What was not said was that Lt-Col Andy Teare is the MoD's, "Light Armoured Systems APC team leader", working for the Defence Equipment and Support Agency. He is therefore one of the officials responsible for selecting the range of armoured vehicles which have caused so much grief in Iraq and Afghanistan.
By no measure could Teare regarded as an independent witness – more a man with a vested interest in supporting his employer in covering up the truth. It can be no coincidence that he prefers in the court context to be described as "REME" rather than his more appropriate designation.
He is also a man happy to receive awards on behalf of DE&S, most recently for the Bulldog, which makes his current reticence all the more interesting.
As to the Daily Mail, rather than its lame "cut and paste" job, it could have made an issue of the Viking, except that it too is compromised. When the Viking was deployed to theatre in October 2006, its Sunday edition published an uncritical "puff" (pictured) and has since avoided any criticism of the machine.
Most often, like The Sun the media is content to laud the deaths of "Our Boys", but is rarely prepared to exert itself when it comes to trying to prevent further deaths.
One might have thought that, since this is the second reported failure of Army vehicles, this might be of some interest to the media. Certainly, Defence Management has been quick to point this out, but so far the bulk of the media have shown little overt interest.
Some of this, though, may be due to the strenuous efforts of the MoD to keep its own failures out of the news. The Ministry makes a considerable investment in coroners' courts, supplying "liaison officers" whose task it is to "assist" inexperienced coroners in reaching the "right" verdict, helpfully supplying MoD documents and witnesses, while ensuring that hostile evidence is kept at bay.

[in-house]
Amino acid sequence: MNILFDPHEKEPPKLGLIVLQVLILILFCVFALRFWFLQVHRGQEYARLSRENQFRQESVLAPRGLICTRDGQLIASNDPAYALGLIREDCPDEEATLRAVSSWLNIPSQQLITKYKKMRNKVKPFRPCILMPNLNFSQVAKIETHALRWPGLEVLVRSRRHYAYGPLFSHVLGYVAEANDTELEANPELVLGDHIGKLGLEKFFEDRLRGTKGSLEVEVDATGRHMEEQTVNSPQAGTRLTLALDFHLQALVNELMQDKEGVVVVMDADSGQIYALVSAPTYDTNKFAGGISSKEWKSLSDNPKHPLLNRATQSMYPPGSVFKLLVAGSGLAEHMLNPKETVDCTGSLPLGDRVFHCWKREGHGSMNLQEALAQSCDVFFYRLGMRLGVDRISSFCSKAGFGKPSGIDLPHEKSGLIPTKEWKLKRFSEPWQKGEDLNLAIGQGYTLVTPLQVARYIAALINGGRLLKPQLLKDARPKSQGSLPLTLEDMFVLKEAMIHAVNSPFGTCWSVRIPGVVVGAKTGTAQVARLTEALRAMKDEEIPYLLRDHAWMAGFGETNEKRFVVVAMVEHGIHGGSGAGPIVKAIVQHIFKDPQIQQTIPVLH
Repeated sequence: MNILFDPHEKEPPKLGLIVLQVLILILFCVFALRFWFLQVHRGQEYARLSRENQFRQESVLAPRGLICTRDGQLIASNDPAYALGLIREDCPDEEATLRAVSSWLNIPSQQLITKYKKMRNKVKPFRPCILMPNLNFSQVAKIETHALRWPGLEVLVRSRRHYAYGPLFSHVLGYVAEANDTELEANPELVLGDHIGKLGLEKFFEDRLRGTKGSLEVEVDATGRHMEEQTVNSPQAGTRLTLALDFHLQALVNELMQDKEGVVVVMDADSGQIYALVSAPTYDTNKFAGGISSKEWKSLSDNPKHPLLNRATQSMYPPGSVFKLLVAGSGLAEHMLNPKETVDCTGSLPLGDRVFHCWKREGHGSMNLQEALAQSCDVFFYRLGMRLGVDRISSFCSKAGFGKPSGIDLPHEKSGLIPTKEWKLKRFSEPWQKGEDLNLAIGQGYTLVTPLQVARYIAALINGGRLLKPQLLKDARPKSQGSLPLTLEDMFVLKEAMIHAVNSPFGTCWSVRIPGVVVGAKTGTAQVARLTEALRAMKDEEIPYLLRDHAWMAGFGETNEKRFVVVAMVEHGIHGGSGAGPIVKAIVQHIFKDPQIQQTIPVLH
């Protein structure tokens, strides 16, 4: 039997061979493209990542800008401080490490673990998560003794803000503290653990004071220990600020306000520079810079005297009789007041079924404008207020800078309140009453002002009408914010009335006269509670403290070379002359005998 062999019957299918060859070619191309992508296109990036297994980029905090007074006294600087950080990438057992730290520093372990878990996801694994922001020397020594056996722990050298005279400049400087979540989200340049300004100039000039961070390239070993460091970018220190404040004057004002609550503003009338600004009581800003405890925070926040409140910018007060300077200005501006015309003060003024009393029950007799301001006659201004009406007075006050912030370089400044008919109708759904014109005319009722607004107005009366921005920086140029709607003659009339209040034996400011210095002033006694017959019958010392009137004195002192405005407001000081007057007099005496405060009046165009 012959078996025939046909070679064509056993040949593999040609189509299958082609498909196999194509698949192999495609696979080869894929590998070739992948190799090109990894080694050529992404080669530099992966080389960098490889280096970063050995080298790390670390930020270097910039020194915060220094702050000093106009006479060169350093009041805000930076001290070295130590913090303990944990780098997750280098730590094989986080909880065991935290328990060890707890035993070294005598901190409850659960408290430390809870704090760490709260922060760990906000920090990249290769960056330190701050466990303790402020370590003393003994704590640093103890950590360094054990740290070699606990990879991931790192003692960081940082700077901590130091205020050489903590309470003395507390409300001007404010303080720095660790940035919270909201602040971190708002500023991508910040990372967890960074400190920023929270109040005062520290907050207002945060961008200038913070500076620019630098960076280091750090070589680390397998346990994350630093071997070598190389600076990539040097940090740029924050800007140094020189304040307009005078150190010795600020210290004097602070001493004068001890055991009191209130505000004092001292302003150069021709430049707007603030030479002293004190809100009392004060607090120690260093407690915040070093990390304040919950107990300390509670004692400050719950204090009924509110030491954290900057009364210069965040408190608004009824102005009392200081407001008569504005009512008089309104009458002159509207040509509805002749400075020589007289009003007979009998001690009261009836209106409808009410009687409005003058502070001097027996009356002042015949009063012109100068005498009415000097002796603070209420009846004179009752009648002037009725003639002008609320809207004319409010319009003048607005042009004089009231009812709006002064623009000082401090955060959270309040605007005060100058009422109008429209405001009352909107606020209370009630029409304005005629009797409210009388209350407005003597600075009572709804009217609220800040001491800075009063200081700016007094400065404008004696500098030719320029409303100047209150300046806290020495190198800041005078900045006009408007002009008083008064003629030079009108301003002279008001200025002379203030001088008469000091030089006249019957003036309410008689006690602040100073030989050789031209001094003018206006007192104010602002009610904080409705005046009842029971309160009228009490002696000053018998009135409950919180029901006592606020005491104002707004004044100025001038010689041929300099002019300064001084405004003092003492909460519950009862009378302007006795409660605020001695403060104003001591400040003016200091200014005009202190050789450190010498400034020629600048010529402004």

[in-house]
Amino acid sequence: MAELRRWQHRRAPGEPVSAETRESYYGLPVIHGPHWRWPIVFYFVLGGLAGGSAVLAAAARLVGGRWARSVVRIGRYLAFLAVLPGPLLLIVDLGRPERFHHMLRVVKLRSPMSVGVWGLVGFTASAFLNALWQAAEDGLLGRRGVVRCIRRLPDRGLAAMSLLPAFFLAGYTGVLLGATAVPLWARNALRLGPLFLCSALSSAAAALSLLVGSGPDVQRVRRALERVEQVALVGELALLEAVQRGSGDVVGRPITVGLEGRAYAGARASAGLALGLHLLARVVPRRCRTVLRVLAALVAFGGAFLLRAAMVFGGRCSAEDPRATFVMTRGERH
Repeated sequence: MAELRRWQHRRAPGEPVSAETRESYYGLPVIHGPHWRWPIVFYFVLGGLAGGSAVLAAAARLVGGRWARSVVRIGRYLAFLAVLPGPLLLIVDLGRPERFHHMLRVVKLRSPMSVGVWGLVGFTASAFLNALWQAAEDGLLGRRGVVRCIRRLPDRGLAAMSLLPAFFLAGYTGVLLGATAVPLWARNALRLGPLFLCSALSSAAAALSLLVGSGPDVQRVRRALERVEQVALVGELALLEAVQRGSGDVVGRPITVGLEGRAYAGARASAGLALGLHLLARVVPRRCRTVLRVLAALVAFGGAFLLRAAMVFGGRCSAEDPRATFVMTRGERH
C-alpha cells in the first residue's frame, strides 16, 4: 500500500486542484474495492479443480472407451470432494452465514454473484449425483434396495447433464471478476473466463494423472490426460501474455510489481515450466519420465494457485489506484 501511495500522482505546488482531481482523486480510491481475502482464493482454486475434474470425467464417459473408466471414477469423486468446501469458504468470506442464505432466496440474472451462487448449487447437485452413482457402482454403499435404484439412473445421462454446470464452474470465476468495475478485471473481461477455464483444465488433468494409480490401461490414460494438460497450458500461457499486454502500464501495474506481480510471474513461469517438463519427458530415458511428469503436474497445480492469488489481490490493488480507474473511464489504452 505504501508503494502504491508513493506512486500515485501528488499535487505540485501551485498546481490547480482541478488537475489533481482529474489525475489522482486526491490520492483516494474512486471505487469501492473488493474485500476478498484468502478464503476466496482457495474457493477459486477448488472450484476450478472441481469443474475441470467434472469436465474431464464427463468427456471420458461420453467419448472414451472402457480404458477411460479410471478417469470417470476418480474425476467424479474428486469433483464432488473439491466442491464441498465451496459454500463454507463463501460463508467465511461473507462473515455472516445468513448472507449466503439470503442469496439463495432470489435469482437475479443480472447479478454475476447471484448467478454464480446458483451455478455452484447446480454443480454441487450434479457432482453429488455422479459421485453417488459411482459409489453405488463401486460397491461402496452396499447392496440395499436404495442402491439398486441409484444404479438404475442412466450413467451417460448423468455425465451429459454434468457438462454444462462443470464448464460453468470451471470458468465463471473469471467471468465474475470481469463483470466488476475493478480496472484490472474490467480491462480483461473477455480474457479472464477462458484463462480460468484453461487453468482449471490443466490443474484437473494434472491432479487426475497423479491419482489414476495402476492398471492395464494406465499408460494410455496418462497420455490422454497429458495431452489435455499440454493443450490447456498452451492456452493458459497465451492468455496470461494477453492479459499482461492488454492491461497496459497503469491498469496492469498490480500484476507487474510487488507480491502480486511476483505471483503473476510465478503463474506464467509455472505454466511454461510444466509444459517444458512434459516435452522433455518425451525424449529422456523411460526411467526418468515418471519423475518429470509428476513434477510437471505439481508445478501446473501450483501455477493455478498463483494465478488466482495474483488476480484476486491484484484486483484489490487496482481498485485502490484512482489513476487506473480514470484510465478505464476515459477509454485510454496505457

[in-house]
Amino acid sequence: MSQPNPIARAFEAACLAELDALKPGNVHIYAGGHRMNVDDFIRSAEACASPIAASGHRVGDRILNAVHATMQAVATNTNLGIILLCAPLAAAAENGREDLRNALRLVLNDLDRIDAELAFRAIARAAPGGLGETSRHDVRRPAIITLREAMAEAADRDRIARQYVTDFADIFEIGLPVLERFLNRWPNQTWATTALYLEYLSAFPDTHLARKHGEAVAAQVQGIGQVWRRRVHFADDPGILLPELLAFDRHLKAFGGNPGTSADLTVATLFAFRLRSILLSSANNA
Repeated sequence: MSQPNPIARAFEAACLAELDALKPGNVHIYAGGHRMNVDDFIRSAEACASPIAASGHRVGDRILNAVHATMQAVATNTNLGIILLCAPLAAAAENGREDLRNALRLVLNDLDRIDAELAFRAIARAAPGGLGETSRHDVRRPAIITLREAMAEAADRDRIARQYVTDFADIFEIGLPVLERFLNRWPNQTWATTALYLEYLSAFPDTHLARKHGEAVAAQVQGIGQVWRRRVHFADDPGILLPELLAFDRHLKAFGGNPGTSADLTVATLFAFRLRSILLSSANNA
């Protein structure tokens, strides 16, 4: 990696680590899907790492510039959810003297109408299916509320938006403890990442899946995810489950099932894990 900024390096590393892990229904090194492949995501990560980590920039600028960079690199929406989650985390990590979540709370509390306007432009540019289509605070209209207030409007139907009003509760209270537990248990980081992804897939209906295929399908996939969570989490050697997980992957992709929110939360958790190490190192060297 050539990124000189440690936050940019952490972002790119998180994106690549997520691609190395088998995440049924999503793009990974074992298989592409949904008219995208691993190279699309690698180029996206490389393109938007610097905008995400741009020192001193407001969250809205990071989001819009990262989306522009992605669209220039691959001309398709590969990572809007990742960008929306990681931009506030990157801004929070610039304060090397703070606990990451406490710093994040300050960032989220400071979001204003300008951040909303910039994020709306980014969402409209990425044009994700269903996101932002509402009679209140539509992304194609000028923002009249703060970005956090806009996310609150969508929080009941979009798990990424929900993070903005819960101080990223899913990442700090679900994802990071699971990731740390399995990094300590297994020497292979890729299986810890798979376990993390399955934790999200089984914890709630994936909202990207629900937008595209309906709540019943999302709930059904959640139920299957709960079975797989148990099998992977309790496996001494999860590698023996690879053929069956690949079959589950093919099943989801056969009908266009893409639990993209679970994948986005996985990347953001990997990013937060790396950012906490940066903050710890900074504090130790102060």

The MoD is also quick to employ the Defence Advisory System, first classifying information on its equipment – although much of it already in the public domain – so that it can invoke prohibitions on the publication of "design details, technical specifications and materials" that "could enable potential enemies or terrorists to devise effective counter-measures more quickly". The detail that the Viking was only built to STANAG 4569 Level 1, therefore, is unlikely to be found in any newspaper.
Then there is the whole range of rewards and sanctions which the MoD can employ, some of which we described earlier, all of which are used to ensure that the "message" is controlled.
The worst of this is that the replacement vehicle, the Warthog, although better than the Viking, is not much better. It shares the same design flaws which, as even the Cleethorpes coroner Paul Kelly notes – doubtless advised by Lt-Col Teare - "would not minimise the possible impact of double or triple-layered explosives."
That much was reported by the Grimsby Telegraph which then failed to put two and two together. By that very measure, the Warhog will fail to protect against the very type of attack which killed its own "local hero" Robert Pearson.
Cynically, an MoD official claimed yesterday said that they will "learn lessons" from Pearson's death. Unfortunately, the MoD has already learned a more profound lesson. It is easier to cover up a problem than to do something about it.